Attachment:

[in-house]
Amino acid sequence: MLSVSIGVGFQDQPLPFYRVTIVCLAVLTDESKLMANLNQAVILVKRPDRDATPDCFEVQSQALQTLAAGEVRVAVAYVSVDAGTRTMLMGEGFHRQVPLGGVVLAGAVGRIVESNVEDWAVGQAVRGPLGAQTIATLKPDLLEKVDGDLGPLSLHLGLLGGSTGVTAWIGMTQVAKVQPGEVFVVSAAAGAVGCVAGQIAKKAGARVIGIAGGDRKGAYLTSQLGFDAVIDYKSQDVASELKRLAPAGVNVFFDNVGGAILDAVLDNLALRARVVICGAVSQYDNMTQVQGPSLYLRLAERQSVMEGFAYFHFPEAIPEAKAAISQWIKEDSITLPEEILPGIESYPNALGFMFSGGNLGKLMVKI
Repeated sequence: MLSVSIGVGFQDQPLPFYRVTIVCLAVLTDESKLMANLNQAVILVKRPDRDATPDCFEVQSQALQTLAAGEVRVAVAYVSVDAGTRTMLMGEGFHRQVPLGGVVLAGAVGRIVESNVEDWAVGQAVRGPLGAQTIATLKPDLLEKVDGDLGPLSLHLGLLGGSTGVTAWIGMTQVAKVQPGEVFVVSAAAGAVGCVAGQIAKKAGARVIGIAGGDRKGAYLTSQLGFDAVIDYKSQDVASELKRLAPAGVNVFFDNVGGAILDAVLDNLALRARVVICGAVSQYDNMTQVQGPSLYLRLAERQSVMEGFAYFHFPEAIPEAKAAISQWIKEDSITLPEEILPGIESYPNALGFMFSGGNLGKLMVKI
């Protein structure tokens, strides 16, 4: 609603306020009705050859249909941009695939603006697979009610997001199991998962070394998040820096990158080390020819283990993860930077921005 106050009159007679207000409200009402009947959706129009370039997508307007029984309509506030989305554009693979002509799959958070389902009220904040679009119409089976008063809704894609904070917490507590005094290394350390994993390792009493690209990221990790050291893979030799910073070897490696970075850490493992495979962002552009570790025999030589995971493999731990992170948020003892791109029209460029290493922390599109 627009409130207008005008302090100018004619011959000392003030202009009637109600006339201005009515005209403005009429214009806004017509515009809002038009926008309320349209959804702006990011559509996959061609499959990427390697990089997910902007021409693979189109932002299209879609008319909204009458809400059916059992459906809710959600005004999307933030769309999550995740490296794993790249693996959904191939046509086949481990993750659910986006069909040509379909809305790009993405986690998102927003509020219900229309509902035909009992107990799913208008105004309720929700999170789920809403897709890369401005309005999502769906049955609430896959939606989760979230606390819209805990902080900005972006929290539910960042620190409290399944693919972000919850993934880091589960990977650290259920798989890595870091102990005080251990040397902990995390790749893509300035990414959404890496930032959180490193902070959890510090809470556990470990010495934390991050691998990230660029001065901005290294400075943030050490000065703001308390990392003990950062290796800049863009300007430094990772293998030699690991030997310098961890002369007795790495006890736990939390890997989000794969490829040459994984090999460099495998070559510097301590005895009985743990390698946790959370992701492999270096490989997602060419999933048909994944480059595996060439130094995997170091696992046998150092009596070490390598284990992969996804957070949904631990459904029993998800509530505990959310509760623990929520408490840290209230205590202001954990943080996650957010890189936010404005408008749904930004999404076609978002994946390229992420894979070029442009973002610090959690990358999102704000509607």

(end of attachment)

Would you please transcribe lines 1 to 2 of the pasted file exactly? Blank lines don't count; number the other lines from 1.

[in-house]
Amino acid sequence: MLSVSIGVGFQDQPLPFYRVTIVCLAVLTDESKLMANLNQAVILVKRPDRDATPDCFEVQSQALQTLAAGEVRVAVAYVSVDAGTRTMLMGEGFHRQVPLGGVVLAGAVGRIVESNVEDWAVGQAVRGPLGAQTIATLKPDLLEKVDGDLGPLSLHLGLLGGSTGVTAWIGMTQVAKVQPGEVFVVSAAAGAVGCVAGQIAKKAGARVIGIAGGDRKGAYLTSQLGFDAVIDYKSQDVASELKRLAPAGVNVFFDNVGGAILDAVLDNLALRARVVICGAVSQYDNMTQVQGPSLYLRLAERQSVMEGFAYFHFPEAIPEAKAAISQWIKEDSITLPEEILPGIESYPNALGFMFSGGNLGKLMVKI